Friday Five: First Tone, Liam Charron,, DÆmons, The Strange Theory of Light and Matter


Cover art for the albums and singles featured in the Friday Five.

Friday Five highlights music by Washtenaw County-associated artists and labels.

This week features drift music by First Tone, piano jazz from Liam Charron, minimalist techno via, and technical metal courtesy of DÆmons and The Strange Theory of Light and Matter.


First Tone, 1
If you're unfamiliar with the career of Washtenaw County's Duane Pitre, here's a gift link to a fab New York Times profile of the former pro skateboarder turned celebrated minimalist composer. First Tone is Pitre's collaboration with Turk Dietrich (Belong, etc.), who has recorded for kranky and Tresor, which combines the former's just intonation modalities with the latter's driftwork aesthetics. The music on their new album, 1, features two sketches for ideas that led to the duo's 2019 LP, Reactions on Spectrum Spools. The record's Bandcamp notes state, "1 does not exist to enhance an environment or to quell a personal state ...," but I must say, it quelled my personal state. I first listened to 1 while my face was on fire with pain after getting a crown on a tooth that's right next to another tooth with a still-aggravated crown. (Kids: BRUSH YOUR TEETH.) It felt like someone had backed a dump trunk on my head and I was feeling miserable, but a combination of painkillers and 1 on headphones, played on a loop, doused the inflamed nerves in my stupid left cheek. A recent study shows that listening to your favorite music can help alleviate pain and First Tone's 1 did just that. Gracias, amigos.


Liam Charron, Where We Are
I love when super-talented University of Michigan students take advantage of using the Duderstadt Center's recording studios. Pianist Liam Charron and fellow Wolverines Jack Nissen (bass) and Casey Cheatham (drums) laid down eight tracks at the state-of-the-art facility for their Where We Are album, mixing vintage jazz compositions with a few originals. The trio offers a lovely version of Thelonious Monk's "Pannonica," John Coltrane's Blue Train classic "Moment's Notice," and a gently swinging take on "Delfeayo," Wynton Marsalis' ode to his trombone-playing brother. Originals include Nissen's "Jackknife" (maybe distantly inspired by Jackie McLean's way more frenetic "Jacknife"?) and four by Charron: "Tree Song," "Whodunnit," "Don," and "Sandra Apollo.", EELCRONITOIMUY ARIAM EP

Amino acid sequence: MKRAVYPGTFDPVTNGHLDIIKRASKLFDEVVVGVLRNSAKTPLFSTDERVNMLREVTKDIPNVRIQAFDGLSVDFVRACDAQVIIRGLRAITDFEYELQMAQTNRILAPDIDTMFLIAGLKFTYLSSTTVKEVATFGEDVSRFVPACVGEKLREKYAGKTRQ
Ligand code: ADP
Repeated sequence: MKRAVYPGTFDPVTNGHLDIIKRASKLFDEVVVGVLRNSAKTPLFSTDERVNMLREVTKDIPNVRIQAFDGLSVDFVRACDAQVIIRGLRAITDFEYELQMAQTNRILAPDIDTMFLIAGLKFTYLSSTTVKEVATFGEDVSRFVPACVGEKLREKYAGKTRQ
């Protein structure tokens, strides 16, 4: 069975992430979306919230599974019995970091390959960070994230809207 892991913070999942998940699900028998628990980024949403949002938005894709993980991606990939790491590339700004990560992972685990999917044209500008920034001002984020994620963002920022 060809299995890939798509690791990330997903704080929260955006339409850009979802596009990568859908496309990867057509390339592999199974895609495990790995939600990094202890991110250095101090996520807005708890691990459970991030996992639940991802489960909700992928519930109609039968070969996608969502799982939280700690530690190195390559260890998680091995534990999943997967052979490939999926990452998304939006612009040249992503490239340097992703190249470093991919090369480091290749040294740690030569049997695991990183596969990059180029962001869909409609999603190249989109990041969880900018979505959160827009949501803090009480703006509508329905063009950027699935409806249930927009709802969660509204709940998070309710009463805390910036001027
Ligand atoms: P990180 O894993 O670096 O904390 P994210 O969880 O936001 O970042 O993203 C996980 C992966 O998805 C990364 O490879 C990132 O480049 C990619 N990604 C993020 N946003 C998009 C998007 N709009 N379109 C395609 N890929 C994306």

Ann Arbor's (Joe Bauer) and Rochester, Michigan's Thynk (Nick Gaydos) are core members of the North Coast Modular Collective, who are dedicated to bringing electronic music knowledge to anyone who wants to learn. They've paired up for five terrific minimalist techno tunes and an ambient closer on EELCRONITOIMUY ARIAM.


DÆmons, Streams of Variation
Ann Arbor's DÆmons has the memorable tagline "If Toto wrote Metal tunes" on its Bandcamp page. Except the one-man band really doesn't sound like that on its new album, Streams of Variation, which has no traces of adult-contemporary pop. But main man Steven Eiter is a monster when it comes to executing crushing technical death metal—and also fusion-based jazz, which makes me think of Cynic as one of DÆmons' closest analogs. Streams of Variation has 14 virtuosic tunes that will melt your synapses.


The Strange Theory of Light and Matter, Kilonova Nucleosynthesis EP
Meanwhile, Ann Arbor's The Strange Theory of Light and Matter vaguely does sound like Toto writing metal tunes. (I say that with peace and love because I, too, loved the blessed rains down in Africa.) That's simply because the project's use of synths is a little more pronounced than DÆmons', not because there's any chance we'll hear tech-metal versions of "Rosanna" or "Hold the Line" anytime soon. The A side of this single, "I. Supernova Nucleosynthesis," sounds more like an '80s action movie soundtrack; I can picture a mercenary group deep in the South American jungle packing explosives as they search for an alien lifeform. The second song, which gives the EP its title, provides the riff-tastic metal crunch and double-bass-drum machine guns that I remember from Strange Theory's previous releases.

Christopher Porter is a library technician and the editor of Pulp.